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Telemedicine: From “nice to have” to “must have”

A decade ago it may have been hard to imagine Health providers and patients talking to each other through their computer screens. Technology has grown by leaps and bounds, particularly in healthcare, that now, video consultations and telemedicine technology are a welcome addition to healthcare delivery.

While it may have been a novel feature for medical practices, telemedicine has the potential to increase accessibility of care, reduce healthcare costs, reduce hospital re-admissions and potentially grow businesses.

Although the possibilities seemed endless, the adoption of telemedicine technology has not been a smooth road. With regulations about practice, licensing and ethical concerns about consulting with patients remotely, health providers have grappled with several roadblocks. At its inception, the concern was whether patients would adopt this method of communicating with their providers. For providers, the question was whether a technology investment like this would reap any financial benefits.

Early adoption of telemedicine

Telehealth technology has existed for many years, being used in non-medical contexts, for research, administration and training. Its extension into medicine was initially as a collaborative care tool between health providers and health centres. Whether it was to consult on a particular case or connect rural health care centres, it was seen as a way to communicate with peers.

Teleconferencing between health providers was one of the earliest ways of enabling collaborative care
Teleconferencing between health providers was one of the earliest ways of enabling collaborative care

As a gradual extension of this, health centres began using specialized equipment like cameras, scopes and monitors to remotely examine patients located at a partnering care centre or rural location. Soon enough, the accessibility and convenience it offered saw it being adopted by hospitals, home-care and senior care centres and chronic care health centres. Thus opened the possibility of remote care and monitoring for a wide array of health conditions ranging from minor ailments to chronic illnesses.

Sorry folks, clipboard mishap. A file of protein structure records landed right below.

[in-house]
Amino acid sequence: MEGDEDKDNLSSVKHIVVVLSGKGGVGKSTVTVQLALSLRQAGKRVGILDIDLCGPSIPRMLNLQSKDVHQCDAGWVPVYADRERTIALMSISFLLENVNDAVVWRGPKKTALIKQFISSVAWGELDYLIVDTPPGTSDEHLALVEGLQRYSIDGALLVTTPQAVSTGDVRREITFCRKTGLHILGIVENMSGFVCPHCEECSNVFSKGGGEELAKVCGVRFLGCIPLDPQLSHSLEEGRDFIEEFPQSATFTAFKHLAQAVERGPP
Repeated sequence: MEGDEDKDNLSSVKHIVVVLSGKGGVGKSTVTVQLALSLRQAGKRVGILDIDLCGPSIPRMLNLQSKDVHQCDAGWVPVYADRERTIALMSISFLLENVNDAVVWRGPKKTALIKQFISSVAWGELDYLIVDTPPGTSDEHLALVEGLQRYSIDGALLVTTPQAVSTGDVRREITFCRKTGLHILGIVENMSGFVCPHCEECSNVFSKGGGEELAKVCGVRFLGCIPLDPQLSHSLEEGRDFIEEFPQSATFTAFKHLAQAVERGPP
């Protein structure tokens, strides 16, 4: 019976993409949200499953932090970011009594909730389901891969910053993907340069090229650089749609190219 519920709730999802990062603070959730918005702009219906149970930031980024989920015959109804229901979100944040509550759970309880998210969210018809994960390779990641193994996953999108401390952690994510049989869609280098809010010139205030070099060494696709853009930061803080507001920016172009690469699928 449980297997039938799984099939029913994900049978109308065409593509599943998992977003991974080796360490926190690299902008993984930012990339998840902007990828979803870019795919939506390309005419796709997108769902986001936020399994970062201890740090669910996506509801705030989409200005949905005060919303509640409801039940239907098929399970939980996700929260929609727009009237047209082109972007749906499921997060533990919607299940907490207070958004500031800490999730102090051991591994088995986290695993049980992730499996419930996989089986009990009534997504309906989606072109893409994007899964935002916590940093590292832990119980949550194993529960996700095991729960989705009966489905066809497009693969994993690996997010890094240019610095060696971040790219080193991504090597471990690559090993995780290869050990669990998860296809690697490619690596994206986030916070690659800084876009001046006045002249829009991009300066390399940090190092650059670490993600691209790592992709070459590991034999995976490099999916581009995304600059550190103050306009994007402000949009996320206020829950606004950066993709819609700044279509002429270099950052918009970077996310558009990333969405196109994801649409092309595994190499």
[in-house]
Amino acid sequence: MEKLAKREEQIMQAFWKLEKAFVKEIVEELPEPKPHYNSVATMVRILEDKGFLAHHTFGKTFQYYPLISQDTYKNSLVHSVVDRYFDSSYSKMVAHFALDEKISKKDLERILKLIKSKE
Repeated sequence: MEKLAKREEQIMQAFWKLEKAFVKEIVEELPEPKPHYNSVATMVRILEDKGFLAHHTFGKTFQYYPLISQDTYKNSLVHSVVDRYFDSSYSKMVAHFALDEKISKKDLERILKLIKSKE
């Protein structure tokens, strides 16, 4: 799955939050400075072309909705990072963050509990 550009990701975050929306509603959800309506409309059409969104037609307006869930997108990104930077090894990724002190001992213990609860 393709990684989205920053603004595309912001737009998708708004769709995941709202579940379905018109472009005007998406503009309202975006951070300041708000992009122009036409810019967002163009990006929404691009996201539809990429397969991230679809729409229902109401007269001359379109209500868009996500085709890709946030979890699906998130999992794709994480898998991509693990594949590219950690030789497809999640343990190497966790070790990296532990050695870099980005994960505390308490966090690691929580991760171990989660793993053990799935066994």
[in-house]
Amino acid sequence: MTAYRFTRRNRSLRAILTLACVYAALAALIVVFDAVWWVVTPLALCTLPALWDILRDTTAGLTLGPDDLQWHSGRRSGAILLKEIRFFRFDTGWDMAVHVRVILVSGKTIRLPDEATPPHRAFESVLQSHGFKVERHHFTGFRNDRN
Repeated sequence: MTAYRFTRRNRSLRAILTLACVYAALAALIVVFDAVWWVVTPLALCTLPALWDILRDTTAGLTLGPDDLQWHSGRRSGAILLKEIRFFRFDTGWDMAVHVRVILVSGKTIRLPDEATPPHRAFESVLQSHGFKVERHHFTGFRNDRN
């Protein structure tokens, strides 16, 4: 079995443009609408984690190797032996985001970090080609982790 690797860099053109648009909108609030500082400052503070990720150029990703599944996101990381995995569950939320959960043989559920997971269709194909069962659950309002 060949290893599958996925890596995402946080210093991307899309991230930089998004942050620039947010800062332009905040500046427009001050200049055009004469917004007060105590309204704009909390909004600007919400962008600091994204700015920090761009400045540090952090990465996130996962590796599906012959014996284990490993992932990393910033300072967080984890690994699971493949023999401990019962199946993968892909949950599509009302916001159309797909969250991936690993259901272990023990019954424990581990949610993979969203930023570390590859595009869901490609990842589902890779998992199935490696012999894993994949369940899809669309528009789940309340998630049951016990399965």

However, there were still several questions surrounding the use of such technology – Is data privacy a concern? Can’t existing video calling or teleconferencing services be used for provider-patient communication?

Why telemedicine is now a must-have

Perhaps one of the reasons that telemedicine has been adopted so widely in the past few years has been the simplicity of technology, drawing from familiar behaviour using other video calling and teleconferencing applications. The only difference here is that it is health-centric, but almost mimics a face-to-face interaction with one’s patient (minus the capability to physically examine them yourself, of course).

From being a novel tech tool, telemedicine has quickly become a necessity for health providers, serving as an extension of their practice. In order to provide their patients with more value, providers have taken to ensuring continuity of care and telemedicine has enabled this.

Granted, it does have its limitations, in that it cannot be used for accurate diagnosis, or for first visits with new patients. But that is not what telemedicine is designed to be and it should not be seen as a means of replacing clinic visits completely.